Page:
Posting something on the internet is sooner or later becoming the victim of search engine spiders, especially those of Google. A practice that is daily occupied by legions of professionals who dedicate their lives to optimize texts to make them visible.
However, more and more there are uses in which users choose the opposite: deform words or use keywords to prevent their conversations from being found by search engines, by the different algorithms that provide content to the alerts that warn when someone uses a certain word or simply, by people outside the circle. Obviously, this practice has always been with us and it becomes logical in times of jaws laws, of massive surveillance, of data leaks and scandals of fraudulent use of data by Facebook.
An Australian researcher who is an expert in pseudonymization and in social media culture and identity. Emily van der Nagel launched a paper last June in which he named this practice: voldemorting, according collects Wired magazine.
For those who do not know, Van der Nagel refers to the universe of Harry Potter created by J. K. Rowling. The bad guy in the saga is Lord Voldemort, a name that everyone (except the great magician Dumbledore and Harry himself) avoid saying. Instead, the characters come to circumlocutions as Who-You-Know or The-Who-Should-Not-Be-Named. It seems a superstitious practice. However as the book progresses[Attention[atenciónspoiler]it is discovered that naming Voldemort serves to release a spell that discovers the situation of good magicians, framed in the Order of the Phoenix.
On the internet there are no magic spells. But there is something equally effective for these purposes: search algorithms. A) Yes, do a voldemort (on the internet, because in juvenile street other meanings which is not worth remembering), is to use circumlocutions, word games, metaphors or anything else that serves to dodge the relentless stalking of machines and unwanted eyes, avoid incessant advertising of mattresses once we have sent the word mattress in an email or avoid the response of community managers when we criticize the company for which they work. Wired even points out that this practice can serve not only to prevent the aforementioned from finding out, but also to restrict a specific message to a group.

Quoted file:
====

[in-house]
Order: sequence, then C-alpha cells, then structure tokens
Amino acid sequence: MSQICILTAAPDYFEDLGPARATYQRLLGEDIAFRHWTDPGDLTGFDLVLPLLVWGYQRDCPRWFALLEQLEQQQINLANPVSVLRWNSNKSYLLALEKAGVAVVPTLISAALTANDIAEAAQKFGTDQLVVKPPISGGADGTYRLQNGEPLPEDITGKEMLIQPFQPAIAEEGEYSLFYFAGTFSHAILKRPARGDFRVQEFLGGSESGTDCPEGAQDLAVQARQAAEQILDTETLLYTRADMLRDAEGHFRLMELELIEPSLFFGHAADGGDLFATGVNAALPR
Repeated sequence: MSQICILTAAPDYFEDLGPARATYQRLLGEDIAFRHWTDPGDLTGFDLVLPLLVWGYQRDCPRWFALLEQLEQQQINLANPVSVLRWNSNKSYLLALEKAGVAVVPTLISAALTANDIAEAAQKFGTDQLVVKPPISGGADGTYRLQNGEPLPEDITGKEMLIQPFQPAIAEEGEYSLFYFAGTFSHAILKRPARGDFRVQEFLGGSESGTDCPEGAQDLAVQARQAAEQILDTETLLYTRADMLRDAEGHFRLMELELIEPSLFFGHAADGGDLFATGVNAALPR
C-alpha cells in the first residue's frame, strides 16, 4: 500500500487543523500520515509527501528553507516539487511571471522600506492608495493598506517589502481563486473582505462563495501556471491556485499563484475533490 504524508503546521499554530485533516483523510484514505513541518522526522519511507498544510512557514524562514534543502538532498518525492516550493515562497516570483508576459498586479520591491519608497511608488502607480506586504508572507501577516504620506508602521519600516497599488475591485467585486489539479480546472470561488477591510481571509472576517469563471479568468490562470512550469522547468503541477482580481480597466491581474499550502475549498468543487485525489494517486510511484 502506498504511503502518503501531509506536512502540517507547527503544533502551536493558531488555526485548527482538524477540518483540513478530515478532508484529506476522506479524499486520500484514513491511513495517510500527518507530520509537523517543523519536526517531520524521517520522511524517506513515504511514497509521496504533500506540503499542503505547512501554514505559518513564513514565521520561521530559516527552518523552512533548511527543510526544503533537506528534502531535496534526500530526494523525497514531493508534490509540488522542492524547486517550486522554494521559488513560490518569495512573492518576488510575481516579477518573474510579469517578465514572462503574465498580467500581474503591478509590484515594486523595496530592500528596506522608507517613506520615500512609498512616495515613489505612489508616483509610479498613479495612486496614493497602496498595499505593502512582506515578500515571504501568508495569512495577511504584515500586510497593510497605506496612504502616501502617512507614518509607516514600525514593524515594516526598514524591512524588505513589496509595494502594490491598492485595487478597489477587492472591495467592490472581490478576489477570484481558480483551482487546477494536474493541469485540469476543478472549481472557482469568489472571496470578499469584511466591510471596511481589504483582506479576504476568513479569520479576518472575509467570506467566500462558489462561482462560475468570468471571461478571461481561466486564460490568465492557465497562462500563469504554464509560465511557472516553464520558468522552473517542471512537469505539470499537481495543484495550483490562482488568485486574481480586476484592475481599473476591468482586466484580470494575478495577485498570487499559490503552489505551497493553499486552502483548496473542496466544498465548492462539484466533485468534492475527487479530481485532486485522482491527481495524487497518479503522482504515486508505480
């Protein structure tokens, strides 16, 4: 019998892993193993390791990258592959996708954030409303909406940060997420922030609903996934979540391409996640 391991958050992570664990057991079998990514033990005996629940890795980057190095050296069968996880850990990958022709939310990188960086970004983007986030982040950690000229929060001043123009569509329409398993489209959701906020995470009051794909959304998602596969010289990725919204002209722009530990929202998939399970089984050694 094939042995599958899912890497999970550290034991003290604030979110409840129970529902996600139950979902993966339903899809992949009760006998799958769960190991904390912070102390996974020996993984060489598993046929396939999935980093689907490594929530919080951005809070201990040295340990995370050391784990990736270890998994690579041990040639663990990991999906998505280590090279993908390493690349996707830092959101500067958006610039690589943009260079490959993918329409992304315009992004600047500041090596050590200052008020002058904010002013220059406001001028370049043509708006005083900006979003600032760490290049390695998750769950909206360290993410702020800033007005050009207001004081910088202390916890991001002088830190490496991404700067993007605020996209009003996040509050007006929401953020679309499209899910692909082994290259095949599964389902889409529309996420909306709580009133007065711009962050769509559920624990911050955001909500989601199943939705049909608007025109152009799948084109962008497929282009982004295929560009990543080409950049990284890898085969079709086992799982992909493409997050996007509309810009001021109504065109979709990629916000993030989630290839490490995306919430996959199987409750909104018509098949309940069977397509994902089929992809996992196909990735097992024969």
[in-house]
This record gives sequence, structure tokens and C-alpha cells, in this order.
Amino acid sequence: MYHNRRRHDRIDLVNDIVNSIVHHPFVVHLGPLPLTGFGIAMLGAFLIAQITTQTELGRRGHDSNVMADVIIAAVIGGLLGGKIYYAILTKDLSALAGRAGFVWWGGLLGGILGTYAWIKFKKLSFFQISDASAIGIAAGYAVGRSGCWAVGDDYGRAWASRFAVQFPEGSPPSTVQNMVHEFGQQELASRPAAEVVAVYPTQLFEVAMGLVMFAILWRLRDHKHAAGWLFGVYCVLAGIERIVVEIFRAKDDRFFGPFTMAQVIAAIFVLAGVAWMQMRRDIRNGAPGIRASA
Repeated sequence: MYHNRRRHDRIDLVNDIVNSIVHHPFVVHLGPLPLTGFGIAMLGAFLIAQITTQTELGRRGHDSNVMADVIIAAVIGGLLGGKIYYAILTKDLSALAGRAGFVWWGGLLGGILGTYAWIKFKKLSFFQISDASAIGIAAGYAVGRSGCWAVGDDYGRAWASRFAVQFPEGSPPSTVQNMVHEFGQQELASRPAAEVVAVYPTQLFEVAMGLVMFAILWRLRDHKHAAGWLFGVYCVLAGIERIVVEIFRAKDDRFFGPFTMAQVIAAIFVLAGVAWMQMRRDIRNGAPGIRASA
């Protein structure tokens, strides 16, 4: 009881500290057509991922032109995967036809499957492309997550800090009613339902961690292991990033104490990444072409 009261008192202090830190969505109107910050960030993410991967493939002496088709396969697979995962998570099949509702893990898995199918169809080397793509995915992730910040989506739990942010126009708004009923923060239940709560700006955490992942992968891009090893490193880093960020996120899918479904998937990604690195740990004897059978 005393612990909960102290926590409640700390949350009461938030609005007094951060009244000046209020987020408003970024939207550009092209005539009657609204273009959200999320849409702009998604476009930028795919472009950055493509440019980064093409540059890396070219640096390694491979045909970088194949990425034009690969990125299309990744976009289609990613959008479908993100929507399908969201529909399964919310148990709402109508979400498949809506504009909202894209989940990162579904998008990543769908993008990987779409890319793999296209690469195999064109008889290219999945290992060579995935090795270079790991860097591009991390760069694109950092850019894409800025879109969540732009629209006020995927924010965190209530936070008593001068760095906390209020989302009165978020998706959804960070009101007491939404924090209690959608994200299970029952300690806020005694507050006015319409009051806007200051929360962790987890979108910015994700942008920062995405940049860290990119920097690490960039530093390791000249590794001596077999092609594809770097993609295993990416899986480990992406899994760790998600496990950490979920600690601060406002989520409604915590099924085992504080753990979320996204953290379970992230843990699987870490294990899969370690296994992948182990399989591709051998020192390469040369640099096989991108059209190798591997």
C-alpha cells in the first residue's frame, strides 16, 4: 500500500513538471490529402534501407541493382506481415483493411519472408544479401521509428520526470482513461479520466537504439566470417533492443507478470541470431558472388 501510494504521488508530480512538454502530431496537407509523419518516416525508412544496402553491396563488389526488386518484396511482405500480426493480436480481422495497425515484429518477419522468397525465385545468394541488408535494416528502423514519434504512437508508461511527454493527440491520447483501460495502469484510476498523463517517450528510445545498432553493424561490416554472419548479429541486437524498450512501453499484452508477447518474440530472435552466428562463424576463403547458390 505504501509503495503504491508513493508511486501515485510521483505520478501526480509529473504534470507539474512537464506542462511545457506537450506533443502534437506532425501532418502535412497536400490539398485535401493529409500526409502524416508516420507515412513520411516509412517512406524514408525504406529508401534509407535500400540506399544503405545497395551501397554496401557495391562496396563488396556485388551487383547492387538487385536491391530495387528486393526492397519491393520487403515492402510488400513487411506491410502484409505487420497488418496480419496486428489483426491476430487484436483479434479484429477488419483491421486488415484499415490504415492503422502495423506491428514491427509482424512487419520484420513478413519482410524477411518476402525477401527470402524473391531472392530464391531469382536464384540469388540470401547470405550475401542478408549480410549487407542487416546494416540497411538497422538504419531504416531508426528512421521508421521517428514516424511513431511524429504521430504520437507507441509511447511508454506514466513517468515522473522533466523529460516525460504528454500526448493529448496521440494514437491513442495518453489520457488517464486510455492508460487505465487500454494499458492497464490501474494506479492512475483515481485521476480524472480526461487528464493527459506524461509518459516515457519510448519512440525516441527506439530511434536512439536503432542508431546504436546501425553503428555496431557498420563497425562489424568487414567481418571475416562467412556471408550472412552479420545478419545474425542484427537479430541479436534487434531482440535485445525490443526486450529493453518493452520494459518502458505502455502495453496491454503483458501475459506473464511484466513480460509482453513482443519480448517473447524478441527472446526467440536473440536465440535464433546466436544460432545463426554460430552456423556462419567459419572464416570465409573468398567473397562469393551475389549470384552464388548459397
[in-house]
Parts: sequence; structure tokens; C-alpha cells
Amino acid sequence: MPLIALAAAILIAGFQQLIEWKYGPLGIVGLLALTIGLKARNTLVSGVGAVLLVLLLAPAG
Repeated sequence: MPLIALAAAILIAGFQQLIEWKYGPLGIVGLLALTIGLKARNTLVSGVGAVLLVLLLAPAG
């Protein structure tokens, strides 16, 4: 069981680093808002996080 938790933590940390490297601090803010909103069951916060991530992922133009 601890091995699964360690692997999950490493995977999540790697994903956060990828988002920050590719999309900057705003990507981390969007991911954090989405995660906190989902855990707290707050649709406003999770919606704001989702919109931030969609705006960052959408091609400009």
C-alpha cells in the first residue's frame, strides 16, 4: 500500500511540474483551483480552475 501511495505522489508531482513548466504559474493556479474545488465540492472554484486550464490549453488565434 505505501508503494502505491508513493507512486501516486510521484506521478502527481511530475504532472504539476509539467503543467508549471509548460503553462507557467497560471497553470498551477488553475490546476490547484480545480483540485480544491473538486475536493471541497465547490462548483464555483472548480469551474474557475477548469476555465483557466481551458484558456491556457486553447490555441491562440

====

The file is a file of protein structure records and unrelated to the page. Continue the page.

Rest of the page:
That is, something we have all done in one way or another in our activity on the Web, but now studied by experts in the language. And with a much cooler name, everything is said.
The Harry Potter characters used two formulas, basically (those referred to Who-You-Know or The-Who-Should-Not-Be-Named). On the internet, however, the options are endless. The Wired magazine, on the contrary, explains that the human imagination is endless and that the options are endless and go from inventing words to name the president, to social networks … "Voldemorting is the anti SEO, the anti keywords, the anti hastag ", as the linguist says, Gretchen McCulloch in the magazine.
In Spain, we practice voldemorting every time there are elections: The electoral law prohibits in a categorical way the publication, diffusion or reproduction of polls or polls of any kind from five days before each election. But it does not say anything about reporting the price of fruits. Thus, a Andorra greengrocer that informs of the prices of the foods whose colors (surprise) coincide with those of the parties.